• Become a “body translator”. Sensation is how the body communicates. Teach the client to understand which sensations are normal and which are red flags. (Most people have no vocabulary for the sensations which lie between ‘ouch’ and ‘ahhh’.)
• Always work with integrity. Be true to yourself.
What is one of your favorite memories involving working with someone who has a health challenge or disability?
One of my most memorable clients was Robert who kept persevering in spite of the exacerbations of multiple sclerosis. He’d used a wheelchair since the age of 24 and was remarkable in the positive and creative ways that he coped with his evolving situation. For example, when it became too difficult for him to go out to socialize, he began inviting friends to his house for potluck dinners. One day I teased him about being a “social butterfly”. His poetic response gently clarified his reality: “I’m more like a ‘social garden’ and the butterflies come to me.”
What would you like to see change/develop/emerge in the future of healthcare and the fitness industry?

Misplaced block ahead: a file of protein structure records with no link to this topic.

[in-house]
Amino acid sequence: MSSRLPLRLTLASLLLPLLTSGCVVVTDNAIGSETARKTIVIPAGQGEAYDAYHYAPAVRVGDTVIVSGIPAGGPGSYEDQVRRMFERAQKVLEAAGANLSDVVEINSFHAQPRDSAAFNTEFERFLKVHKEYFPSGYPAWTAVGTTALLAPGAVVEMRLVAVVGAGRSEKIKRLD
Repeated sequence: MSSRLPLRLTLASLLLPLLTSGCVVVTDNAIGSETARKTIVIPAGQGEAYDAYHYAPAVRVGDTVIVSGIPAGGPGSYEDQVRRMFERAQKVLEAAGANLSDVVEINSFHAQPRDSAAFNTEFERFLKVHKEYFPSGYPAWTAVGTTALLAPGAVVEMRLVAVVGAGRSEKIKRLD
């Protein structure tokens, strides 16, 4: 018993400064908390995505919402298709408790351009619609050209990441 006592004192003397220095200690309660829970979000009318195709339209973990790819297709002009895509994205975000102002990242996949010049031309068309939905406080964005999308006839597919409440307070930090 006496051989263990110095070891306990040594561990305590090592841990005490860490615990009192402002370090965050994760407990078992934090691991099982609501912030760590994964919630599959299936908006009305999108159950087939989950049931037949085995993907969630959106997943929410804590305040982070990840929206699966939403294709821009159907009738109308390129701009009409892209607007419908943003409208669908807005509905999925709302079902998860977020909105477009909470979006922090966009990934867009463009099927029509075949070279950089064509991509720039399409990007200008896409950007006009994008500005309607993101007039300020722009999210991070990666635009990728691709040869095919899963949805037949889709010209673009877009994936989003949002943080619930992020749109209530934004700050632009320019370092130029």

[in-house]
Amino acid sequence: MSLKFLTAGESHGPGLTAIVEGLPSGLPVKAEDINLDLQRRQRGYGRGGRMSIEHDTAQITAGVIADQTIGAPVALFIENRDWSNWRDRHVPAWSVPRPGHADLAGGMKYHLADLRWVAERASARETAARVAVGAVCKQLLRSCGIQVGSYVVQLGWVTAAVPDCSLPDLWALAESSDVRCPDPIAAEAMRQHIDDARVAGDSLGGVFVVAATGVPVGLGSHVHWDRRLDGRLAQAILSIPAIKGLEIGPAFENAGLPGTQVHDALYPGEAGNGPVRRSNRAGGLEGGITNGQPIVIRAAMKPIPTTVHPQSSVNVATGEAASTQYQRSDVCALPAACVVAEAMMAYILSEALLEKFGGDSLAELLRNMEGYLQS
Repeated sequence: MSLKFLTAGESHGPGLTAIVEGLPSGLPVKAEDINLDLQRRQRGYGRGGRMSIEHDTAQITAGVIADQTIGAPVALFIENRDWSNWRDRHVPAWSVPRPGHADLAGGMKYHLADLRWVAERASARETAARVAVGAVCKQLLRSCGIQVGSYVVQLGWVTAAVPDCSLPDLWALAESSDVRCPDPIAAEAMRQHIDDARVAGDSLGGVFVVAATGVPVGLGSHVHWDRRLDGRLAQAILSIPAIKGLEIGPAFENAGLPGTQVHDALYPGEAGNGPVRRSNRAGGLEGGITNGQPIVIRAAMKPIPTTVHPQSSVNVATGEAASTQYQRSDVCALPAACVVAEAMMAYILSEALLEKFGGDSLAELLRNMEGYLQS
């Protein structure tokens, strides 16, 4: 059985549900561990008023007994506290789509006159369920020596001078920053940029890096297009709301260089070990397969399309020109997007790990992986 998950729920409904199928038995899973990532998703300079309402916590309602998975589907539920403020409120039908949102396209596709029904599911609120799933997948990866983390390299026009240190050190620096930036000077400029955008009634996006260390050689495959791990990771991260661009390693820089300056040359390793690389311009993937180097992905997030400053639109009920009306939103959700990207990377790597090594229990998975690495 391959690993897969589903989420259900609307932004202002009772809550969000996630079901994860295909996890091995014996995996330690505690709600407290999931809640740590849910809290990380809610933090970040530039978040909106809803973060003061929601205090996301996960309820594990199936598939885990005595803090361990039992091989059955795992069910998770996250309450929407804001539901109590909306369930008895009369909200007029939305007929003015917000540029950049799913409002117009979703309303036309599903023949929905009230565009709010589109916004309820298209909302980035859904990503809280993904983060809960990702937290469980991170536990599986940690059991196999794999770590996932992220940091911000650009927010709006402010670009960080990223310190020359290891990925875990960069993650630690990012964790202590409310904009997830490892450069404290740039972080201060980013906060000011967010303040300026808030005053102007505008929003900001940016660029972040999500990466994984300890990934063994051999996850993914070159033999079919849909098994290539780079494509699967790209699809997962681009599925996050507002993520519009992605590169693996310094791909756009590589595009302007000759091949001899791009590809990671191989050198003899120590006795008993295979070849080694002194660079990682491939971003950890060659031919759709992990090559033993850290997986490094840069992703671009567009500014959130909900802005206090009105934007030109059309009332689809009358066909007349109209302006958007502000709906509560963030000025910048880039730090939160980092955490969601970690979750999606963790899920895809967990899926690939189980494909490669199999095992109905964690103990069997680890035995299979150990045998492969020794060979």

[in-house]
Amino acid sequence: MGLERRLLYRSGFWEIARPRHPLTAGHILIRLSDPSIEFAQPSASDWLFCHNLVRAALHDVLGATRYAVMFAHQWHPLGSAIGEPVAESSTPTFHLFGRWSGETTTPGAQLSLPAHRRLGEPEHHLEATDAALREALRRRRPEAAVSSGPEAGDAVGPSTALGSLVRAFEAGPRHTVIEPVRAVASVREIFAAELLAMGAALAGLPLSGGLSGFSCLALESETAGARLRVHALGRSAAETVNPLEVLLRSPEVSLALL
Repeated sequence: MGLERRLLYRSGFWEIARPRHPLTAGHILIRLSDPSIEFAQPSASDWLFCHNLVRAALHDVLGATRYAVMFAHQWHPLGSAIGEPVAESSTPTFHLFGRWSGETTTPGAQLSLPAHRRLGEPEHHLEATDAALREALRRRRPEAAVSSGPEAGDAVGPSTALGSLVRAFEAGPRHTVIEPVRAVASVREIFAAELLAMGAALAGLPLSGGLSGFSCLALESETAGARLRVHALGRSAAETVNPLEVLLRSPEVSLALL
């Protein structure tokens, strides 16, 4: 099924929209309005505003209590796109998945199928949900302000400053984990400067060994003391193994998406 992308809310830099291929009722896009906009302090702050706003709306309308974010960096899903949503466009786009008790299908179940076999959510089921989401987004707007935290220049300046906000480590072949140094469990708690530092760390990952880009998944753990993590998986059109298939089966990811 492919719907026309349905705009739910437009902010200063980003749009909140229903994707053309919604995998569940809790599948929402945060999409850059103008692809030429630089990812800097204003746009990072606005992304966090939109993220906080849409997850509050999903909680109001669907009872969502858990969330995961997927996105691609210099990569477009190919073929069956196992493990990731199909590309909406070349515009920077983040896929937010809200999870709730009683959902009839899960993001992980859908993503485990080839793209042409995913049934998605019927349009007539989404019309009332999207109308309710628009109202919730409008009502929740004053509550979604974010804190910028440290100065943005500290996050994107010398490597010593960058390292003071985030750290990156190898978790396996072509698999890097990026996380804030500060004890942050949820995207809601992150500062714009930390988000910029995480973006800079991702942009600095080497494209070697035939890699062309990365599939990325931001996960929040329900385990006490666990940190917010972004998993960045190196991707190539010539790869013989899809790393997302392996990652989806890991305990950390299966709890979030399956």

Looking towards the future, I’d love to see better connections between the allied health care professions and fitness. Medical Fitness is certainly that bridge. The healthcare industry can use our expertise. They just need to be educated about the helpfulness of our work for their patients. Cross-referrals would benefit patients and professionals. During my career, I have tried to network with my own health care professionals with uneven success. The best referrals came from alternative and allied health care practitioners. A medical doctor once told me that their standard protocols don’t include referring to Medical Fitness, only physical therapy.
What type of community activities are you involved in?